In “To Kill a Mockingbird,” Harper Lee tells the story of Atticus Finch, a widowed attorney, and his children, Scout and Jem, who live in Maycomb, Alabama during the Great Depression. Grumpy old Mrs. Dubose lives down the street. Mrs. Dubose illustrates the novel’s theme -- people aren’t always what they seem. They may be better, worse or have redeeming qualities if we look beyond the surface. With guidance from Atticus, we may reframe Mrs. Dubose from a heartless, repulsive, traditionalist and racist to a courageous fighter.
Mrs. Dubose initially intimidates Scout and Jem. She seemed perpetually old, intent on uncovering mischief and apparently convinced that no good comes from Finch folly. Scout, our narrator, puts it this way: “Jem and I hated her. If she was on the porch when we passed, we would be raked by her wrathful gaze, subjected to ruthless interrogation regarding our behavior, and given a melancholy prediction on what we would amount to when we grew up, which was always nothing."
Scout finds Mrs. Dubose's appearance as repulsive as her observations. “Cords of saliva would collect on her lips; she would draw them in, then open her mouth again. Her mouth seemed to have a private existence of its own. It worked separate and apart from the rest of her, out and in, like a clam hole at low tide. Occasionally it would say, 'Pt,' like some viscous substance coming to a boil."
Mrs. Dubose holds fast to the traditions of the Old South, particularly regarding guns, women and minorities. The children fear the loaded pistol Mrs. Dubose packs under her shawls and wraps. Mrs. Dubose observes Scout’s tomboy overalls and draws unflattering conclusions about her future. “‘What are you doing in those overalls? You should be in a dress and camisole, young lady! You’ll grow up waiting on tables if somebody doesn’t change your ways."
When Atticus defends Tom Robinson, a black man accused of raping a young white woman, Mrs. Dubose venomously disapproves. Jem retaliates by cutting off all the tops of Mrs. Dubose’s camellias. For his punishment, Mrs. Dubose orders Jem to read to her. She uses an alarm clock to signal the time he may stop, but to Jem’s horror, she extends the time the alarm is set to ring. Unbeknownst to Jem, the alarm also signals the time for her next dose of morphine.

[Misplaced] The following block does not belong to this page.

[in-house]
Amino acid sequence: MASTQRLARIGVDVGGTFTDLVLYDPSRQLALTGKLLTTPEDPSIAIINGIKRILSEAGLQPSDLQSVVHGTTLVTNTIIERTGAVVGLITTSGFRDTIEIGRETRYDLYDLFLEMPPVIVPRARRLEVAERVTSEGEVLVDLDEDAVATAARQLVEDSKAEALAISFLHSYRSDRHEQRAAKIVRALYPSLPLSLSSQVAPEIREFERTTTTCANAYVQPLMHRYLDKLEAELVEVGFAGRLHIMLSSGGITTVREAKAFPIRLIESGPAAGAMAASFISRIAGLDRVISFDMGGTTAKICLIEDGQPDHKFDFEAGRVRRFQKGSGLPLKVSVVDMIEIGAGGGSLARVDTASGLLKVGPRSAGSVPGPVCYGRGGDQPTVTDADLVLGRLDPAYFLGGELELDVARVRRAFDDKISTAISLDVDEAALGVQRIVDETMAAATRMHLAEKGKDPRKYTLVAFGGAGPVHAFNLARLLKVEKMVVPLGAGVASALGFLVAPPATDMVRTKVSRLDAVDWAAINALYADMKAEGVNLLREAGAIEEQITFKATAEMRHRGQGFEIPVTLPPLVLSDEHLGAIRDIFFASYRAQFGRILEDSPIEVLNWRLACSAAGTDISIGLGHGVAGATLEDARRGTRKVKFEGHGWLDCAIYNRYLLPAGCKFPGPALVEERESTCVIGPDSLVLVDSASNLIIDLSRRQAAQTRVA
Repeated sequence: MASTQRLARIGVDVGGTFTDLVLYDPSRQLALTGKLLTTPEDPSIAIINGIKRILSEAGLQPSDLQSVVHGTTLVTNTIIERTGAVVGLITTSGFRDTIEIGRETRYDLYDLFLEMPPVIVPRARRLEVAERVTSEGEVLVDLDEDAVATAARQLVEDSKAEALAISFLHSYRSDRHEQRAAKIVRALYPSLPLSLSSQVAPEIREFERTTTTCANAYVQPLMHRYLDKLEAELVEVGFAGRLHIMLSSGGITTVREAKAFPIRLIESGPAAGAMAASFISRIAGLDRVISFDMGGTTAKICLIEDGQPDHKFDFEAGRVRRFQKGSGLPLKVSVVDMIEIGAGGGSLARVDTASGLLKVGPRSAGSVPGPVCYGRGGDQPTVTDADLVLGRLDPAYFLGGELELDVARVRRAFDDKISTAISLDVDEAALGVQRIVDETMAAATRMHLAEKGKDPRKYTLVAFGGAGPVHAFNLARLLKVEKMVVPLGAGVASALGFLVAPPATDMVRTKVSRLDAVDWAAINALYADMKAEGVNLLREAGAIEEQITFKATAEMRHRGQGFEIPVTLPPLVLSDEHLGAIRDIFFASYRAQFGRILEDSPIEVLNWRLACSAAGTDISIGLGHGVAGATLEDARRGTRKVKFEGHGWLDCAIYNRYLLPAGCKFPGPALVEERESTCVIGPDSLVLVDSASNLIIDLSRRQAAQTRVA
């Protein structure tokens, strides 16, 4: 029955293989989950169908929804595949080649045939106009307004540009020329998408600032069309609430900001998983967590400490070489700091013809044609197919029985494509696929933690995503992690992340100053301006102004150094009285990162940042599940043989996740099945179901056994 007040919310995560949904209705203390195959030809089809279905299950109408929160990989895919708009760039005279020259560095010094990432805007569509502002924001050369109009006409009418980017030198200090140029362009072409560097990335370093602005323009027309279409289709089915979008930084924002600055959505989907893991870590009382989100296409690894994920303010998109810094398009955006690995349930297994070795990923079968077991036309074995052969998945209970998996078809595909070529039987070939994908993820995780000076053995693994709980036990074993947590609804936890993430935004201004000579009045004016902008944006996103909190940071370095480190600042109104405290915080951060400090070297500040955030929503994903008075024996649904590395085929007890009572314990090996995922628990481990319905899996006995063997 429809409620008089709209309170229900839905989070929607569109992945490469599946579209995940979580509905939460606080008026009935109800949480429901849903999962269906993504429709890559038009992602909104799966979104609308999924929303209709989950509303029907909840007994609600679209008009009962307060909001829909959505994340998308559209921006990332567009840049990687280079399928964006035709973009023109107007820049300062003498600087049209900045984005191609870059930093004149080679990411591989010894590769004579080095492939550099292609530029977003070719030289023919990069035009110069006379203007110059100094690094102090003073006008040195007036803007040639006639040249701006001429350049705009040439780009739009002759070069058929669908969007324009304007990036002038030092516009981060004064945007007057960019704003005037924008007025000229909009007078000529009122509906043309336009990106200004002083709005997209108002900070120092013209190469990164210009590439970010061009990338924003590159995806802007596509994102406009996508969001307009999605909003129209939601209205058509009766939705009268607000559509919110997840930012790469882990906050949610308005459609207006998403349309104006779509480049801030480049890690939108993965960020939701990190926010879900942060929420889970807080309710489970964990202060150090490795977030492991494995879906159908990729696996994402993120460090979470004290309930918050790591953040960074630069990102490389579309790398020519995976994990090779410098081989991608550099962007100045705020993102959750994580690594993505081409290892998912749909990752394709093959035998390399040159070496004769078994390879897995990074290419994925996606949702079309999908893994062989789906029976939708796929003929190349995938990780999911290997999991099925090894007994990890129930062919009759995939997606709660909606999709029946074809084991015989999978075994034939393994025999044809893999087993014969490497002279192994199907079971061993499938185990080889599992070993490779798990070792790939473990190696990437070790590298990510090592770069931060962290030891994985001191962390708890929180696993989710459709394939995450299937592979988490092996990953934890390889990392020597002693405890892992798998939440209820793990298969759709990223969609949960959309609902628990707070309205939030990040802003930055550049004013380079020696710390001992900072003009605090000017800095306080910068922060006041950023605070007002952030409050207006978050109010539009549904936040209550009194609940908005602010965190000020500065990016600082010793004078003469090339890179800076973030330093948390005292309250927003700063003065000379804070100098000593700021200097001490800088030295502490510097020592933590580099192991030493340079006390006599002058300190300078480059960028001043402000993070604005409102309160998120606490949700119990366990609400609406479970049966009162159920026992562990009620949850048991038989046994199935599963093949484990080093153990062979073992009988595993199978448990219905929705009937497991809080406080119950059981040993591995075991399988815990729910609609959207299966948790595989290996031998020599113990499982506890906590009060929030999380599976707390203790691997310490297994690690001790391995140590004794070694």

Later, Atticus explained Jem’s punishment, reading to Mrs. Dubose, served to distract the old woman so she could die free of morphine while battling against a serious illness. "I wanted you to see something about her -- I wanted you to see what real courage is, instead of getting the idea that courage is a man with a gun in his hand. It's when you know you're licked before you begin but you begin anyway and you see it through no matter what."
Atticus helps Jem and Scout see beyond her drool and malevolence. Mrs. Dubose, according to Atticus, was a brave lady who always spoke her mind and attempted to achieve her goals. Jem begrudgingly learns to admire Mrs. Dubose and the camellia she left him. “You rarely win, but sometimes you do. Mrs. Dubose won, all ninety-eight pounds of her. According to her views, she died beholden to nothing and nobody. She was the bravest person I ever knew."
Mrs. Dubose's addiction to morphine symbolizes the hold racism has on the South during the time period of the novel. She strives to restore herself and her traditional Southern values. Figuratively, the drug-induced stupor of Mrs. Dubose illustrates the South's refusal to own and overcome its prejudice. Mrs. Dubose works to eradicate the morphine from her body and thus models the vigilant approach we need to address social injustice, even if that was never her intent.
Stanley Jacob Gajda earned a PhD in higher education from the University of North Carolina at Greensboro. He also studied at Bowling Green and Ohio State University. Dr. Gajda writes on socially responsible leadership in and out of the classroom. His work has resulted in documented increases in student engagement, workforce efficiency and program funding.